The Good Housekeeping Test Kitchen Cookie Lover’s Cookbook: Gooey, Chewy, Sweet & Luscious Treats (Good Housekeeping Cookbooks) This is one honking big book of cookies. The Cookie Monster himself would be impressed with the size, quality and quantity of cookies in this book. If you are looking to do a cookie exchange, you will find something everyone else isn’t making in this book it’s so complete.  These are well tested in the Good Housekeeping Test Kitchen, with plenty of hints tips and tricks.  The book is so big it’s in a binder, which means you can open it flat while you are mixing up your ingredients. There is an appendix, and an extensive index plus an index that divides the cookies into the type of person who might enjoy them.  This is also an interactive book with qr codes referring back to the Good Housekeeping website and videos.

Author: The Staff at The Good Housekeeping Test Kitchen

Ingredient Index: Yes!!!  Ingredient Type:  Baking Ingredients

Cover Type: Hardbound Binder.  Pages: 444 including appendix and indexes.  Semi-Glossy.

Photos: Some.



Spiked Desserts: 75 Booze-Infused Party Recipes – A cool recipe book that combines your favorite desserts with your favorite alcohol, nsfw – or at least not safe for my workplace, yours may have different rules. The author relies on boxed mixes for some desserts as well as canned fruit.  It’s a fun book full of fun treats.

Author: Chapel Hill Publishing

Ingredient Index: Yes, Ingredient type: Baking Ingredients, canned

Cover Type: Softbound Pages: 130 including index. Glossy

Photos: Yes.



Young People:

Dishing It Up Disney Style – A Cookbook For Families With Type 1 Diabetes & the companion book Coco Goes Back to School.  Lilly and Disney teamed up to put together some books to help out children with type 1 diabetes. The cookbook – Dishing It Up Disney Style is a recipe book with great child friendly meals that fulfill the nutritional needs of a child with type 1 diabetes. The recipes are all named after a Disney Characters with tips by the characters. This book is available free from the pediatric endocrinologist office.  If your child has type 1 diabetes, ask for a copy of this book. The companion book Coco Goes Back To School, is a children’s book that will help your child explain to her friends what diabetes is, and how it will affect her diet and her physical routine in a fun way using disney characters. Though the cookbook is geared towards the nutritional needs of a child with Type 1 diabetes, the recipes look tasty enough for any person, or child to enjoy.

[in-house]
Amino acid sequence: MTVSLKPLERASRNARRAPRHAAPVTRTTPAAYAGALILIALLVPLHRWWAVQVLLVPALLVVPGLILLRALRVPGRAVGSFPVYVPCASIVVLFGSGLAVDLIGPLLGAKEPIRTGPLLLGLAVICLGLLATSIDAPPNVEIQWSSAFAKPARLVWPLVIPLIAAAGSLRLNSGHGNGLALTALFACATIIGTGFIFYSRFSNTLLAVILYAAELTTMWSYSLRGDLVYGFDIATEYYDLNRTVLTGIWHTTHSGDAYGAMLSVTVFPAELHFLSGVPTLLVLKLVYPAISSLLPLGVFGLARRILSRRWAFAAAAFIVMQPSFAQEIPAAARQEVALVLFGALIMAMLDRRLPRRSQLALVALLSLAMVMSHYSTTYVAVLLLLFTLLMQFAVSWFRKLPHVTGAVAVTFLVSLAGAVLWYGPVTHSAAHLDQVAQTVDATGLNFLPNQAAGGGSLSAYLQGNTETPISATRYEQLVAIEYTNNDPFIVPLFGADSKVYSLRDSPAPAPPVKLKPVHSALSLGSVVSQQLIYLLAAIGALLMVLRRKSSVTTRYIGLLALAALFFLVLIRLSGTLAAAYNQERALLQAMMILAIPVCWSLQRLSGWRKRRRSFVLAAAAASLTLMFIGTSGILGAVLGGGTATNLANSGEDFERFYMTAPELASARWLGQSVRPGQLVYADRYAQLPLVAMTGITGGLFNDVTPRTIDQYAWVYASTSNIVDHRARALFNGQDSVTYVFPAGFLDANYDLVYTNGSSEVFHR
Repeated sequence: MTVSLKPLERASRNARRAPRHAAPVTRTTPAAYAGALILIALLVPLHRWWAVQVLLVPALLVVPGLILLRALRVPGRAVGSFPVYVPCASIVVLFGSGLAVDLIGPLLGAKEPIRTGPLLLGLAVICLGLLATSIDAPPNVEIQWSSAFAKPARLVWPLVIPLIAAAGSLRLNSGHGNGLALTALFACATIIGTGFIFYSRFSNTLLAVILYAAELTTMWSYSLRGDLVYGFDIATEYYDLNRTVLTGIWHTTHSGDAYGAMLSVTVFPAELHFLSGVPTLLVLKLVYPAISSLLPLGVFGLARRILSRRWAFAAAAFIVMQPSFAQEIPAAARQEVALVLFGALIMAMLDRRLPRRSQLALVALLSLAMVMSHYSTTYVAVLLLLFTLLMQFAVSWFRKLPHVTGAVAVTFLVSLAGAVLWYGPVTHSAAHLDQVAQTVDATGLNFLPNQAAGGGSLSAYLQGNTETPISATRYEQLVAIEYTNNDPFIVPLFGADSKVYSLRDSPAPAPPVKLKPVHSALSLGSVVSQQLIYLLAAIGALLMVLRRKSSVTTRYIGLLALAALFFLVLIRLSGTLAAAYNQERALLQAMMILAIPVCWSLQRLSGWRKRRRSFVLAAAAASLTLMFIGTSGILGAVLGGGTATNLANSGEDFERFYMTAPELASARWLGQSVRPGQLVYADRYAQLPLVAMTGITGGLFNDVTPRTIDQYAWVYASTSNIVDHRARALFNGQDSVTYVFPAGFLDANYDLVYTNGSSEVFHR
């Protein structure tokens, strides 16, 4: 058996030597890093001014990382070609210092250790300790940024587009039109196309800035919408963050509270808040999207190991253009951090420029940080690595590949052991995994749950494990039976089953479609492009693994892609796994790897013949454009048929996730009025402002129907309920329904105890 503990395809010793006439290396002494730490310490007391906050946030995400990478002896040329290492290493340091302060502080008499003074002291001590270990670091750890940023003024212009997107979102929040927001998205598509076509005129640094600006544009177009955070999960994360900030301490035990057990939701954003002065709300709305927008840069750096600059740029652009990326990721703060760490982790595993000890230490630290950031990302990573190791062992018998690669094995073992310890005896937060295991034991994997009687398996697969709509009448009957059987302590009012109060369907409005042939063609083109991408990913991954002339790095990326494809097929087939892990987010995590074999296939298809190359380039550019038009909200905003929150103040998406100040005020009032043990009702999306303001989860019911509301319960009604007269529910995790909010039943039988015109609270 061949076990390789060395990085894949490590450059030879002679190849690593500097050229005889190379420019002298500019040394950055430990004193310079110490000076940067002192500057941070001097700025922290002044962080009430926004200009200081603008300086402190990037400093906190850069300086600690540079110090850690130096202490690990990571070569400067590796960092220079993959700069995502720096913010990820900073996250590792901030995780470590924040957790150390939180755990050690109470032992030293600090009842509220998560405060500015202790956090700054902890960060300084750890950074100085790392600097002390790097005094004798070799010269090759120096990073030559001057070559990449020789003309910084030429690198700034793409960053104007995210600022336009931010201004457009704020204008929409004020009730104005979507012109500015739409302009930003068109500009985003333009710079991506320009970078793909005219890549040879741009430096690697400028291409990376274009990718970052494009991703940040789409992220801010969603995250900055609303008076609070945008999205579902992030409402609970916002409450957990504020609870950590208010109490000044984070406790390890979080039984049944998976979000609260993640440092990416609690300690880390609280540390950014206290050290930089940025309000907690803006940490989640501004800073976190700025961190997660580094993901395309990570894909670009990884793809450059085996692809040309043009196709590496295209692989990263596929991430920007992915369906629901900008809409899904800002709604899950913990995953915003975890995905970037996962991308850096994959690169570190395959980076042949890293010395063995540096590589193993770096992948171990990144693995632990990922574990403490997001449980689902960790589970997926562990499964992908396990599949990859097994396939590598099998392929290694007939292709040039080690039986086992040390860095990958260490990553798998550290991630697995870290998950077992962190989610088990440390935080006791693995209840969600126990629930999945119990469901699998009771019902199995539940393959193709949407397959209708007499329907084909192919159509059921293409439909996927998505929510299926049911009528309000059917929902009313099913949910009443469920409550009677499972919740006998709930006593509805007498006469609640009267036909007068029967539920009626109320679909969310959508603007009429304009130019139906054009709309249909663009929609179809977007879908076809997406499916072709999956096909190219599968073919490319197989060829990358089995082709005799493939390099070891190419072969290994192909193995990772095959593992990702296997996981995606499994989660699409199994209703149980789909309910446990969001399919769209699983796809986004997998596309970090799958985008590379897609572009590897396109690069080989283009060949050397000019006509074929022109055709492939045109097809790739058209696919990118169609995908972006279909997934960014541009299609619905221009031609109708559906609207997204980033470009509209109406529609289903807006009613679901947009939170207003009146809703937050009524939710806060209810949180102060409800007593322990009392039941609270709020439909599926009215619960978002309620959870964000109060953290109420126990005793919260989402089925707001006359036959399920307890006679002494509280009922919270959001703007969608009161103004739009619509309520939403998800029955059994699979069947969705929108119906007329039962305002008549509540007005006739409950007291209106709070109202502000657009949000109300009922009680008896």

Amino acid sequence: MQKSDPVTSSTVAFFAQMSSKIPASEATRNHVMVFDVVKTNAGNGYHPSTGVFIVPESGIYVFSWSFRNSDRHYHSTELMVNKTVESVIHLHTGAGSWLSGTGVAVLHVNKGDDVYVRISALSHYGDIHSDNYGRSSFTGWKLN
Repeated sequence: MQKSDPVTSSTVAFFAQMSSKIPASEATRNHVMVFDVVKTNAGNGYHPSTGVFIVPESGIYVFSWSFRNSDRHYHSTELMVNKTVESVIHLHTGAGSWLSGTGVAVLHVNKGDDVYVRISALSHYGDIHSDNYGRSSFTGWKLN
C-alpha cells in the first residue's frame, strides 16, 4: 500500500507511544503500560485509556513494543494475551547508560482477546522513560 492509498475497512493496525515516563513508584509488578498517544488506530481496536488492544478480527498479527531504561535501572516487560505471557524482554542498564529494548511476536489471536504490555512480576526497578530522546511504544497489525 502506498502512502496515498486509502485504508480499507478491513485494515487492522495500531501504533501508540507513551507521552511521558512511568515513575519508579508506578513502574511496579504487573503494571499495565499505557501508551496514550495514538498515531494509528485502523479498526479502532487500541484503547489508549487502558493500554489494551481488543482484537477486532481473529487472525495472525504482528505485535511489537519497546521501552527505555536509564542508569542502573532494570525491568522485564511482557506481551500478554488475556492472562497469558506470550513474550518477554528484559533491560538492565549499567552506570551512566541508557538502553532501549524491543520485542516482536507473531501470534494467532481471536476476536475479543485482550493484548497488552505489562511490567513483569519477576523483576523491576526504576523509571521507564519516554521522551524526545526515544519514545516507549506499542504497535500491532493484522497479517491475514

Author:  Lilly & Disney

Ingredient Index: No,  Ingredient Type: Fresh, frozen, canned

Cover Type: Hardbound,  Pages: 80.  Semi-Glossy

Photos: Yes.



The Unofficial Narnia Cookbook: From Turkish Delight to Gooseberry Fool-Over 150 Recipes Inspired by The Chronicles of Narnia If your kids (or you) are a fan of The Chronicles of Narnia, you might enjoy cooking some of these recipes based on the book.  There is a lot of eating meals going on in Narnia it seems, and the recipes are based on the meals in the book, though some rather loosely – as a large meal is represented with what a large English meal would be.  Some of these meals are too advanced for young kids to do more than assist you in making the meal, or watching, but most are good for children, teens and (of course) adults to attempt.